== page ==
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An Outline Introduction to Islam


Orville Boyd Jenkins

A.  The Prophets.  The Muslims are called upon to accept the prophets that have gone before, having been sent by God to the various tribes of the world.  It is held that God has not left himself without witness among any people, but has sent a prophet to every people, to call them to submission to Himself, the One True God.  Adam, the first created human being, was the first prophet.

B.  The Books.  It was enjoined on the Muslims to believe in the previous books sent by God through his prophets.  Only a very few special prophets were given books by Allah.  Notably the Hebrew line is so distinguished.  The books referred to in the Our'an are: Taurat (the Torah, given to Moses), The Zabur (The Psalms, given to David), The Injil (The Gospel, given to Jesus) and The Our' an (given to Muhammad).  The final book was the Our'an Thus it supersedes all the other books, just as Muhammad became the Seal of the Prophets, superseding all those who preceded him.

C.  Jesus (Isa).  Jesus is an important figure in the Our'an and traditions of Islam.  The Messiahship of Jesus is acknowledged.  Jesus is portrayed in the Our'an as a model Muslim.  A tradition states that Jesus will be a witness against sinners in the final judgement.  The uniqueness of Jesus is acknowledged in a strong emphasis on the virgin Birth of Jesus.  The Our'an states that Jesus was born without a human father, having been conceived by a special miracle of God.

The terms spirit and word are used of Jesus.  But these terms entail different concepts from those normally understood by Christian believers.  Still, these and other common terms may be the starting point of dialogue which may lead to witness.  (See details on these themes in The Path of Love, by this author.)

Muhammad rebukes the Christians for calling Jesus the Son of God.  He seems to associate the concept of trinity, and the sonship of Jesus, with the old Semitic pagan trinity.  He also fails to recognize the special Christian use of the term "son." He seems to take it literally as the result of a physical sexual union of Allah and Mary.  To him this denied the total "otherness" of God.  Muslims continue to maintain this argument against the Christian use of the term "Son of God."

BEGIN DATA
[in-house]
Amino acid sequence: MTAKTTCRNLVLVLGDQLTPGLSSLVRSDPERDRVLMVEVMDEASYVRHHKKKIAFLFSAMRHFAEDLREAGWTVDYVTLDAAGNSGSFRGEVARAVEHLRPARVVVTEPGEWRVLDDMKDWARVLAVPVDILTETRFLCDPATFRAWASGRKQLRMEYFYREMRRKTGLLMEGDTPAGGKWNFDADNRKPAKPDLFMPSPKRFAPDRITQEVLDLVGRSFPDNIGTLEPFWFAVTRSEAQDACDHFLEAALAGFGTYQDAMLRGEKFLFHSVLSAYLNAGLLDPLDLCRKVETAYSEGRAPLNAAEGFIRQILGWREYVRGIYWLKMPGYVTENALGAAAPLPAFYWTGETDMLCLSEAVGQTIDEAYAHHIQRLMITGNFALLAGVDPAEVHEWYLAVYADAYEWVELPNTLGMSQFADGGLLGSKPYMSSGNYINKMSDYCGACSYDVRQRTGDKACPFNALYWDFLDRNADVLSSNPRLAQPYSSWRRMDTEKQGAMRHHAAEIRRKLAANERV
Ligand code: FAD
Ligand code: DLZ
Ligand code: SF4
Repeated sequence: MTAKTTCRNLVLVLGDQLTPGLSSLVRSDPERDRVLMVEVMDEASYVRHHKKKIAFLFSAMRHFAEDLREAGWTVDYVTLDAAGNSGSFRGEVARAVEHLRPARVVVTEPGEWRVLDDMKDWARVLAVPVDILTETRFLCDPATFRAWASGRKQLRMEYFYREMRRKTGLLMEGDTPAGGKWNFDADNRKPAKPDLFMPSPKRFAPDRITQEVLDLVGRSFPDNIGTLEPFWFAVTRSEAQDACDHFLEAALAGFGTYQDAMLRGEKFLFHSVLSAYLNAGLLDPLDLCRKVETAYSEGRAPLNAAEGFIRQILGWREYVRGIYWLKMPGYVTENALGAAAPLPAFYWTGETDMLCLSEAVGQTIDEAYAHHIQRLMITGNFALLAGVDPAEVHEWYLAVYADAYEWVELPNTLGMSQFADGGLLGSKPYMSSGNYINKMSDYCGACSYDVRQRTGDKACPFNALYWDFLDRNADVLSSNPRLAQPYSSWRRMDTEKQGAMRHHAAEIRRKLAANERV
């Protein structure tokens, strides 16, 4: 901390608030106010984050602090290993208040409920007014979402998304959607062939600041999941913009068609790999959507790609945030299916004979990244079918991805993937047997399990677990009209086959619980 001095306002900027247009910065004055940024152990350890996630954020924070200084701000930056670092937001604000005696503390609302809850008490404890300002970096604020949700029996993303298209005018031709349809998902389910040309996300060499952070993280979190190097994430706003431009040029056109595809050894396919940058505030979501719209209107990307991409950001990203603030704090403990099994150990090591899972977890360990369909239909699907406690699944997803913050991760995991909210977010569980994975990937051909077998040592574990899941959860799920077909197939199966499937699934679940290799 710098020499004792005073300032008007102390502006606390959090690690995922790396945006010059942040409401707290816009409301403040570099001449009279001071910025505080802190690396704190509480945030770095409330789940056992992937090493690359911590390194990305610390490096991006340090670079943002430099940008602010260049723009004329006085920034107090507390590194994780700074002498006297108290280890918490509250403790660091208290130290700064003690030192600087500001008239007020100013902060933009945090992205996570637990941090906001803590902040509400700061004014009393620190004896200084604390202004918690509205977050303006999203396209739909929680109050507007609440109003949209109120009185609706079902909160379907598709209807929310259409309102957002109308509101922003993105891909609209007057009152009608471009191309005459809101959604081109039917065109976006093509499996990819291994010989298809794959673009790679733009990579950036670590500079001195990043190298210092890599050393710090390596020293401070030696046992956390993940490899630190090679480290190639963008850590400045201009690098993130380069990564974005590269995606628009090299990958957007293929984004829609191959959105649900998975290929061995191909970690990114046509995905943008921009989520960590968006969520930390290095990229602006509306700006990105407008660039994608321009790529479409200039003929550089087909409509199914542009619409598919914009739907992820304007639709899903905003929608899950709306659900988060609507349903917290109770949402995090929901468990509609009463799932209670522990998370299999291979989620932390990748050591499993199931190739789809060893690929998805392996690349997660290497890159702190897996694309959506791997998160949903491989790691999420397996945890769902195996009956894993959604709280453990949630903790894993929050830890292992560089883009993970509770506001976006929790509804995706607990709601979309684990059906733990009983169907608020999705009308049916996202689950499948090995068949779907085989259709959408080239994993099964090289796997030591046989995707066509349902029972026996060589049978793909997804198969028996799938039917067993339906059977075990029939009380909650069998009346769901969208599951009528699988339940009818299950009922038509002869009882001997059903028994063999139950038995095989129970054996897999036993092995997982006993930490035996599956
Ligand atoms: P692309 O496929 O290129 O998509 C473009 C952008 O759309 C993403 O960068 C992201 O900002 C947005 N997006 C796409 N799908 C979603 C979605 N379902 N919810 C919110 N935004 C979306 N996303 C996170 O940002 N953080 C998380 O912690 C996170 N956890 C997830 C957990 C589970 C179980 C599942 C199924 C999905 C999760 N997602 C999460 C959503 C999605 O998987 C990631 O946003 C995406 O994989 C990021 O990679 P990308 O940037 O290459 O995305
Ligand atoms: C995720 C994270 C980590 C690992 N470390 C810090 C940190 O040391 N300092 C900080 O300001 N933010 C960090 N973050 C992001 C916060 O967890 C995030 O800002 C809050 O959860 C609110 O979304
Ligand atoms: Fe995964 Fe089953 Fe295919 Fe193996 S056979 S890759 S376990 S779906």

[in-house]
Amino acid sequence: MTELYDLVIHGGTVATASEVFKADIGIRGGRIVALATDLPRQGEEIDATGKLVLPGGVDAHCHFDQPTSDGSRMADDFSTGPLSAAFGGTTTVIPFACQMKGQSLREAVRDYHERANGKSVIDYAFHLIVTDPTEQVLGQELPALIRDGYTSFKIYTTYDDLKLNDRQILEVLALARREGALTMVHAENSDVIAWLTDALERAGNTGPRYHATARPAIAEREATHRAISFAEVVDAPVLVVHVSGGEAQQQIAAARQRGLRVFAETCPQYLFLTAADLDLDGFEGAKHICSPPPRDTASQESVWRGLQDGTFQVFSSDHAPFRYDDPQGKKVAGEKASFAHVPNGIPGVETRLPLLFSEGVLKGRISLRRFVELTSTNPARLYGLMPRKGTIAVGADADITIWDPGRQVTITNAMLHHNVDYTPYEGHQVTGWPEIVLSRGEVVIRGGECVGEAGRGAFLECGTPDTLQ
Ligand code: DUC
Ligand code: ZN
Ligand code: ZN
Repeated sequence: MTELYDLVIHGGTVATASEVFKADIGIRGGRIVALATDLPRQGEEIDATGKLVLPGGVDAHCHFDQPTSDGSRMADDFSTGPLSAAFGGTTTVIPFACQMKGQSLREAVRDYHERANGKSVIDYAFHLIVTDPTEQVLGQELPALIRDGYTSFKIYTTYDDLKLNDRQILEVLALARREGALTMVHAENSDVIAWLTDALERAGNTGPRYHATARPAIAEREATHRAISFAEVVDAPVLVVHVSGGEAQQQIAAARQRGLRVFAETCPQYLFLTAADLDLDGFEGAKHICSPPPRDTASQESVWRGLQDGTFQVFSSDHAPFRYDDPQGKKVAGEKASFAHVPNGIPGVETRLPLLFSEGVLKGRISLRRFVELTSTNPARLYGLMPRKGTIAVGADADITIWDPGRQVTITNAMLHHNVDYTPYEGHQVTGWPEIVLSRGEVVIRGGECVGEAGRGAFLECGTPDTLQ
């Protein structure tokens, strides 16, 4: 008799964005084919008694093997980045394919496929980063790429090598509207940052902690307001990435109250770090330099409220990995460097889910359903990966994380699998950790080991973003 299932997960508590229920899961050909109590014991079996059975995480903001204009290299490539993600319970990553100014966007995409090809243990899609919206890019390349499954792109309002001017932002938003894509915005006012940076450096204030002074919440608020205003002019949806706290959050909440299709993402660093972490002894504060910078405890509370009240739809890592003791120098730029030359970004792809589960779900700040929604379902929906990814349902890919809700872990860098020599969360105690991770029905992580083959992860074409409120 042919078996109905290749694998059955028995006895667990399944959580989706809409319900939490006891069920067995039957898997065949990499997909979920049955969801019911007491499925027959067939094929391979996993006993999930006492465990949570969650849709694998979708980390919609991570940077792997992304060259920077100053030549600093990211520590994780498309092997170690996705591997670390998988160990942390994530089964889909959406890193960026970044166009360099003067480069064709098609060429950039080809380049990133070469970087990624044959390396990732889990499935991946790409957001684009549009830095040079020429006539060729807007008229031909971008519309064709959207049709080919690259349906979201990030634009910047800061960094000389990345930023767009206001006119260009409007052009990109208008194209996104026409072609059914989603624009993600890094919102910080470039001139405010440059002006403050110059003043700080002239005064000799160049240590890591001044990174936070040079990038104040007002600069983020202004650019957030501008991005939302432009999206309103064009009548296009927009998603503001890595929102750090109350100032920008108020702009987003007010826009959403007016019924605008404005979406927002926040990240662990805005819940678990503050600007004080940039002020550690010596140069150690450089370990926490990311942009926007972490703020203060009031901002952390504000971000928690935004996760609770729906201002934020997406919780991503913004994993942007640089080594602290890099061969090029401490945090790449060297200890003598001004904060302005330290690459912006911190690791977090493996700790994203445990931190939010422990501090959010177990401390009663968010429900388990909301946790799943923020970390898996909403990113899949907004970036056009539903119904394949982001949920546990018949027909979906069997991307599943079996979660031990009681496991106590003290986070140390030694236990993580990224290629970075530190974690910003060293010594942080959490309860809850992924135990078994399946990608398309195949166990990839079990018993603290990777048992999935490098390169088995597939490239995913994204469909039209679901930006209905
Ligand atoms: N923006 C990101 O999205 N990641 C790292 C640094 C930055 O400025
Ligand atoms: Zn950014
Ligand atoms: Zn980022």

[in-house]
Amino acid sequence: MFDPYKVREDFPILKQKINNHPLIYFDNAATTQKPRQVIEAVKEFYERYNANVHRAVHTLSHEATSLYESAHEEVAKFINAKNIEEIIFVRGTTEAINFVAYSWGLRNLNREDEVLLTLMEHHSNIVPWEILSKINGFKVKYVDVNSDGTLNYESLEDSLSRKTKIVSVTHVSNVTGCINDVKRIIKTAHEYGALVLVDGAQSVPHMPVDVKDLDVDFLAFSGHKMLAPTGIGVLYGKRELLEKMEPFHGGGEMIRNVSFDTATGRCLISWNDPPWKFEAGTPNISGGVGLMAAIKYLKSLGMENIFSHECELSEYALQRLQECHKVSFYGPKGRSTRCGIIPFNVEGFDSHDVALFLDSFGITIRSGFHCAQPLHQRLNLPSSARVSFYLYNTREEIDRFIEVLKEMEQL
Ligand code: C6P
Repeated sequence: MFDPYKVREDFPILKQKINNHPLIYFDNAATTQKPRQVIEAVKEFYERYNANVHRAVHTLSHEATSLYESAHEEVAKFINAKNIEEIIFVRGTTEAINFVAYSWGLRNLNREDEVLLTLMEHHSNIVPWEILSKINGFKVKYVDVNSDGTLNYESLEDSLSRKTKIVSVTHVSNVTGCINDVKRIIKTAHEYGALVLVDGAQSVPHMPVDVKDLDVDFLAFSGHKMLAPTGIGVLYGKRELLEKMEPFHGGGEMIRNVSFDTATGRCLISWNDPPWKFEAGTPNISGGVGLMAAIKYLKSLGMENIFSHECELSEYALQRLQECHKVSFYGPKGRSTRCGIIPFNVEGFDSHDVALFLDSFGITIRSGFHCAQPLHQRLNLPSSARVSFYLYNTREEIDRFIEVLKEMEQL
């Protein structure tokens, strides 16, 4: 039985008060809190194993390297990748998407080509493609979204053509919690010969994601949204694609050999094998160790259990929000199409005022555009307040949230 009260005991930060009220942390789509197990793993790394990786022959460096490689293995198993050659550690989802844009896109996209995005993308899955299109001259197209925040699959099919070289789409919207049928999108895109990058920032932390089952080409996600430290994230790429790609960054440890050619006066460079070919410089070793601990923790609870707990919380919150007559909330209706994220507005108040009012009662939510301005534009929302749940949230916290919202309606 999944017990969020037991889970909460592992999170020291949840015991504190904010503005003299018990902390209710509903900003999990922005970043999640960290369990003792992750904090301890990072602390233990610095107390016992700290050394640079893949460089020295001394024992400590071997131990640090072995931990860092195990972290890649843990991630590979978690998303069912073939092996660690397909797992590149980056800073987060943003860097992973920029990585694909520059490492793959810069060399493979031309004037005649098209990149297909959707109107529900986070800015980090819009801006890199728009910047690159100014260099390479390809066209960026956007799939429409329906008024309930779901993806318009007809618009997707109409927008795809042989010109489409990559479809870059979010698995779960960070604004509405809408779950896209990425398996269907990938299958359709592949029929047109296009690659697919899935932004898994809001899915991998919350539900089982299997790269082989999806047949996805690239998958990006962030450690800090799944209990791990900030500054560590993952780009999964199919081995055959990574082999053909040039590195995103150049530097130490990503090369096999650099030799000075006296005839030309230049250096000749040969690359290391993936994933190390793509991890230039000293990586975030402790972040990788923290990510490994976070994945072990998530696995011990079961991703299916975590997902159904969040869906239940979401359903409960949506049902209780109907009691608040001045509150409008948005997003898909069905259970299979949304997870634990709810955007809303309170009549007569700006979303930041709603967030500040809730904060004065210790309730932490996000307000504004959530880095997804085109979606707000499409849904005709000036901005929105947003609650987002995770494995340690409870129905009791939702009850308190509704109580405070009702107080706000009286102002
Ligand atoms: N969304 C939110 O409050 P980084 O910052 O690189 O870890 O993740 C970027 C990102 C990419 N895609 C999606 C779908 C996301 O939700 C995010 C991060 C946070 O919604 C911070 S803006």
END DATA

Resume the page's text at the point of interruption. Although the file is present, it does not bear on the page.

D.  Punishment & Reward.  Muhammad follows the tradition of the Hebrew prophets in pronouncing terrible judgement on the disobedient and unbelieving.  Islam maintains vivid concepts of hell and paradise.  Paradise is an idyllic place of comfort and calm, restful pleasure, while hell is a pitiful and painful punishment in anguish.  Hadiths (traditions) mention the Mahdi, or Deliverer, sometimes identified with Jesus, sometimes with another.  Jesus is widely believed to be the judge in the last judgement.

E.  The Angels.  Muhammad put belief in the angels very high on his list of faith requirements.  Related to this, the Arabic concepts of other spiritual beings were also brought into Islam.  These were the shetani or jinn.  These were mischievous desert spirits.  The jinns were also thought to be what we call "familiar spirits." It is said that Muhammad preached to the jinns of the desert and they eagerly embraced Islam.

The word shetani is also used for the leader of evil spirits.  (This is the same word found in the Hebrew form Satan, meaning "an adversary.")  The name Iblis is also used for this evil angel.  Iblis is derived, most likely through the Arab Christians, from the Greek word diaboloV (diabolos), meaning "a slanderer"), from which comes the English word "devil."  Iblis was cast out of heaven because he and his followers refused to worship Adam at the command of God.


Originally published in An Outline Introduction to Islam (Nairobi:  Communication Press, 1991.)
Posted on Thoughts and Resources 20 November 2007

Orville Boyd Jenkins, Ed.D., Ph.D.
Copyright © 1991, 2007 by Orville Boyd Jenkins
Permission granted for free download and transmission for personal or educational use.  Other rights reserved.

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